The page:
The company in the center of a groundwater contamination debate thinks the U.S. Environmental Protection Agency should abandon its monitoring wells near Pavillion and refocus its investigation.
Officials representing Encana Oil and Gas said on a conference call Thursday that the federal agency's investigation into whether natural gas production has contaminated groundwater in the Pavillion gas field is flawed and needs a clean start.
The call was scheduled two days before the one-year anniversary of an EPA report tentatively linking hydraulic fracturing to groundwater contamination east of Pavillion. During the call, company officials were critical of EPA methods used in the drilling, collection and sampling processes used by the agency to test local groundwater.
"The EPA should withdraw its draft report," said David Stewart, environmental, health and safety lead for Encana's Wyoming operations. "The data is inaccurate and their conclusion is not supported by the data."
The agency didn't respond directly to the company's requests Thursday, but issued a statement detailing its history in the Pavillion field. The agency added that it is accepting comments on the Pavillion investigation until Jan. 15 and that investigation data will be peer-reviewed.
The EPA drilled two monitoring wells in the Pavillion gas field in summer 2010 in response to complaints about local drinking water. The agency hoped to ascertain whether oil and gas development surrounding several rural homes east of Pavillion was the cause of contamination.
The agency released a draft report in December 2011 tentatively linking the industry's use of hydraulic fracturing, also known as fracking, to water contamination. Encana has criticized EPA's placement and depth of the wells, the methodology employed in drilling and the evidence cited by the EPA in its report.
The agency agreed to re-test the area this year after criticism from the state and Encana. The U.S. Geological Survey conducted the second test and released test data this fall, but without interpretation. Both the agency and Encana have since claimed that the newly gathered data back their opposing claims.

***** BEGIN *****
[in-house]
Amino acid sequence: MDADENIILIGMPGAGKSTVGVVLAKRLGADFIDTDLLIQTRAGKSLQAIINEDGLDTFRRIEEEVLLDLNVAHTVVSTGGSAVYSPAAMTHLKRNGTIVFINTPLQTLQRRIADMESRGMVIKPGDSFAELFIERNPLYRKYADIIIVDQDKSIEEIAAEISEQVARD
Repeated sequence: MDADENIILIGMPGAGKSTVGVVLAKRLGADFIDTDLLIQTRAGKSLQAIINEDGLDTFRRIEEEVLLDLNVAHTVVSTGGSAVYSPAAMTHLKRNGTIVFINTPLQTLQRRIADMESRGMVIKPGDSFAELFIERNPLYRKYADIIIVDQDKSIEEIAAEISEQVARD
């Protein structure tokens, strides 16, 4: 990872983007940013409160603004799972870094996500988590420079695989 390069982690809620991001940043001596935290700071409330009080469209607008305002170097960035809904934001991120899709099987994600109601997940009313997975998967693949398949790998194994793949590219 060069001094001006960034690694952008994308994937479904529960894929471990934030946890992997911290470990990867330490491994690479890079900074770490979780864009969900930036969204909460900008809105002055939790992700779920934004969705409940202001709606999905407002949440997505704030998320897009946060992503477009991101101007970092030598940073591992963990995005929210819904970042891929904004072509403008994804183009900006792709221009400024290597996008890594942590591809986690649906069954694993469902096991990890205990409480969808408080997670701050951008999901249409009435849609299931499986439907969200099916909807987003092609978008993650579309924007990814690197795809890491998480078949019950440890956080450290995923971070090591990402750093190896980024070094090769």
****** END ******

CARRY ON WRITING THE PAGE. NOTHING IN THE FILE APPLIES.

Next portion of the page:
Encana said the focus of the investigation is one of the company's larger problems with what the EPA's done in the Pavillion area.
"This has been a misguided response," Stewart said.
Stewart said the agency drilled monitoring wells that were far too deep rather than following up on tests of domestic water wells, which Encana believes indicate the real problem in the gas field.
"Most wells sampled exceeded palatability criteria," he said. "Yet the EPA decided not to respond to or investigate or understand why those exceedances were occurring."
Stewart also questioned several "assumptions," which he said the EPA must have made while drafting its report. He said the agency's report indicates it used false information about water flow direction, a sign of failure to understand the geology of the field. According to Stewart, the agency drilled a monitoring well into one geologic formation which the company targeted.
"Hydrocarbons have always been there," he said. "That’s why we drilled there in the first place."
Stewart said the company hopes the agency will abandon its deep monitoring wells in the area and shift its attention back to domestic wells.
"Domestic well samples need to be looked at more from a bacterial standpoint, what’s contributing to taste, odor and palatability problems," he said. "That was not done."
Data from the EPA and USGS tests in the area -- which is several miles east of the town of Pavillion -- is expected to be peer-reviewed sometime shortly after the public comment period closes in January.